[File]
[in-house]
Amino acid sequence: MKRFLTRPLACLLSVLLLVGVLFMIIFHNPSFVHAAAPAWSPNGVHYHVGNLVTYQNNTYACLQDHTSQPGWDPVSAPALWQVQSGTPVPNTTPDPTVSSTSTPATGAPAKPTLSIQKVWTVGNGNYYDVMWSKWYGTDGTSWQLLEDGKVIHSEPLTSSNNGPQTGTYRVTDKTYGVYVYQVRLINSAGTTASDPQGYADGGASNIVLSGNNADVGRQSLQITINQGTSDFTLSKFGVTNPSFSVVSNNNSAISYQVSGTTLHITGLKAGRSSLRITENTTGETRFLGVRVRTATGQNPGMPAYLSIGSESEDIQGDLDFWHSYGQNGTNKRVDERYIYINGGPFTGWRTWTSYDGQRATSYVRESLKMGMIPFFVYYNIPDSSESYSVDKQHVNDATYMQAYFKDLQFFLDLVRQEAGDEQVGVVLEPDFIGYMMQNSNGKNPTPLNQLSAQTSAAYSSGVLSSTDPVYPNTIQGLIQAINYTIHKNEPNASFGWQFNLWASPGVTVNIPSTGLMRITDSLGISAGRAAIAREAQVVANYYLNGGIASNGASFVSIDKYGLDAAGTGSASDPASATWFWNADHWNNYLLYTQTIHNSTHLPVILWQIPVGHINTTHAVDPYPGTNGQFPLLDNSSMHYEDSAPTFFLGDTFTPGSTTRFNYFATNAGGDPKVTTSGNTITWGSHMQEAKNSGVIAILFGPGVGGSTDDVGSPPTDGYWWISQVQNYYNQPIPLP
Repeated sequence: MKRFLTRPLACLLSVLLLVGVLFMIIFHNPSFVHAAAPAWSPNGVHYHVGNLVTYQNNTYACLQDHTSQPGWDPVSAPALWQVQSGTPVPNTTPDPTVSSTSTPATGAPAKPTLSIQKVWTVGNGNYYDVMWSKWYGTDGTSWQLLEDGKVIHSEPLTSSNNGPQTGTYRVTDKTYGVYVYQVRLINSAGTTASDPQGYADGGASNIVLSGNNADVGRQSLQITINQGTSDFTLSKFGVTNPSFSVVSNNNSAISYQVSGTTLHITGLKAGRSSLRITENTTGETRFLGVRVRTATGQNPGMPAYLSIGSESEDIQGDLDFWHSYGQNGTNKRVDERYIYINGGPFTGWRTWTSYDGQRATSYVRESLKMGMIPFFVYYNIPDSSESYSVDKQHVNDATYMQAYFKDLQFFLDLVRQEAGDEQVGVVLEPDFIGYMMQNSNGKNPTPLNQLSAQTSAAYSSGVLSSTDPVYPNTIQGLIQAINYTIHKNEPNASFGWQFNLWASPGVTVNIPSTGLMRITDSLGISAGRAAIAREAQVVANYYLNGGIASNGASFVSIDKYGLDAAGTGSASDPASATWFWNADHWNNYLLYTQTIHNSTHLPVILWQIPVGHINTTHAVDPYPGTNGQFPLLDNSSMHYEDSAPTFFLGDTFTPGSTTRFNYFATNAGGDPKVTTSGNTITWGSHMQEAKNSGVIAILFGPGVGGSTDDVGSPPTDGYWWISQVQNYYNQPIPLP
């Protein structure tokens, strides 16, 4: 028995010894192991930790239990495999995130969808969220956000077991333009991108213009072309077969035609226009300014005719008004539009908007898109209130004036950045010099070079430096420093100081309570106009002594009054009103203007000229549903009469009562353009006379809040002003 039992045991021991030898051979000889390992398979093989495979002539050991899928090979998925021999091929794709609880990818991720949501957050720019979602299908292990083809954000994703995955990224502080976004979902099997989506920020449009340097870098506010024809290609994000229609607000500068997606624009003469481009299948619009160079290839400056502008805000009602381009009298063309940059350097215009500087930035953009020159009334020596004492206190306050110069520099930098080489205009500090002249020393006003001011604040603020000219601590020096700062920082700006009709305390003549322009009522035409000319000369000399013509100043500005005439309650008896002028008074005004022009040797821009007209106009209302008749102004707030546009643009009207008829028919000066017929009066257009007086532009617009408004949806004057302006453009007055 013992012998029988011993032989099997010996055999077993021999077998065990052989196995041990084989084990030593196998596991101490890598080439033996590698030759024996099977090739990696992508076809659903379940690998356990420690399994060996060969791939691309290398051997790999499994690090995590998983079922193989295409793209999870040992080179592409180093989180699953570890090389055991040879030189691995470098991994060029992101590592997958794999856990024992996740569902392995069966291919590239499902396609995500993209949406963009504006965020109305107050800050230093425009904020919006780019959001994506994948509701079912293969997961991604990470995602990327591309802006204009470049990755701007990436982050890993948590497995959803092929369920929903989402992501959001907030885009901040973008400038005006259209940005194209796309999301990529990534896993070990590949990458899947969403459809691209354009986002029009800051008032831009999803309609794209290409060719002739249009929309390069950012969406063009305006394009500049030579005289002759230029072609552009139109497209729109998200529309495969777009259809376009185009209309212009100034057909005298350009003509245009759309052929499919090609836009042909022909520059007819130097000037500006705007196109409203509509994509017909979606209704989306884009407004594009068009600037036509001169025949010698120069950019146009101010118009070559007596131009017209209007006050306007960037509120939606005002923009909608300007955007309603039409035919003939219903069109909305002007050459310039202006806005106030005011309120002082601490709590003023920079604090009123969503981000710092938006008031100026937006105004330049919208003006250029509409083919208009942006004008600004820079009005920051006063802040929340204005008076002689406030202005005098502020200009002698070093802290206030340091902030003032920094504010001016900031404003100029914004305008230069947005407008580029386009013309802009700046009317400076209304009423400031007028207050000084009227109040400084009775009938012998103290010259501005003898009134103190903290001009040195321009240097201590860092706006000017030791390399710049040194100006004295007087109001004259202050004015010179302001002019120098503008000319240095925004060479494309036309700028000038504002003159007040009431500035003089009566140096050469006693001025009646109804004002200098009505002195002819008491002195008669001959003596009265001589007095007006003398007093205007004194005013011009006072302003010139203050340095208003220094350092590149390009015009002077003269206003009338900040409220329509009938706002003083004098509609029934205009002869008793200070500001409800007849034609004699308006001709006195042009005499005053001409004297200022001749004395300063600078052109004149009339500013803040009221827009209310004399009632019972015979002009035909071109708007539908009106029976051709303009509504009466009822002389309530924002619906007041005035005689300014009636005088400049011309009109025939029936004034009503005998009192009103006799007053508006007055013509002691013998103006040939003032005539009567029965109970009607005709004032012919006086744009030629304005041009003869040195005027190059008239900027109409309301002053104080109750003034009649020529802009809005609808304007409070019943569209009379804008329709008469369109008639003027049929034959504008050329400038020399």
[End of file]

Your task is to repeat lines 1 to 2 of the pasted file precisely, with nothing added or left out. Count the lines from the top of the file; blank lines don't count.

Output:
[in-house]
Amino acid sequence: MKRFLTRPLACLLSVLLLVGVLFMIIFHNPSFVHAAAPAWSPNGVHYHVGNLVTYQNNTYACLQDHTSQPGWDPVSAPALWQVQSGTPVPNTTPDPTVSSTSTPATGAPAKPTLSIQKVWTVGNGNYYDVMWSKWYGTDGTSWQLLEDGKVIHSEPLTSSNNGPQTGTYRVTDKTYGVYVYQVRLINSAGTTASDPQGYADGGASNIVLSGNNADVGRQSLQITINQGTSDFTLSKFGVTNPSFSVVSNNNSAISYQVSGTTLHITGLKAGRSSLRITENTTGETRFLGVRVRTATGQNPGMPAYLSIGSESEDIQGDLDFWHSYGQNGTNKRVDERYIYINGGPFTGWRTWTSYDGQRATSYVRESLKMGMIPFFVYYNIPDSSESYSVDKQHVNDATYMQAYFKDLQFFLDLVRQEAGDEQVGVVLEPDFIGYMMQNSNGKNPTPLNQLSAQTSAAYSSGVLSSTDPVYPNTIQGLIQAINYTIHKNEPNASFGWQFNLWASPGVTVNIPSTGLMRITDSLGISAGRAAIAREAQVVANYYLNGGIASNGASFVSIDKYGLDAAGTGSASDPASATWFWNADHWNNYLLYTQTIHNSTHLPVILWQIPVGHINTTHAVDPYPGTNGQFPLLDNSSMHYEDSAPTFFLGDTFTPGSTTRFNYFATNAGGDPKVTTSGNTITWGSHMQEAKNSGVIAILFGPGVGGSTDDVGSPPTDGYWWISQVQNYYNQPIPLP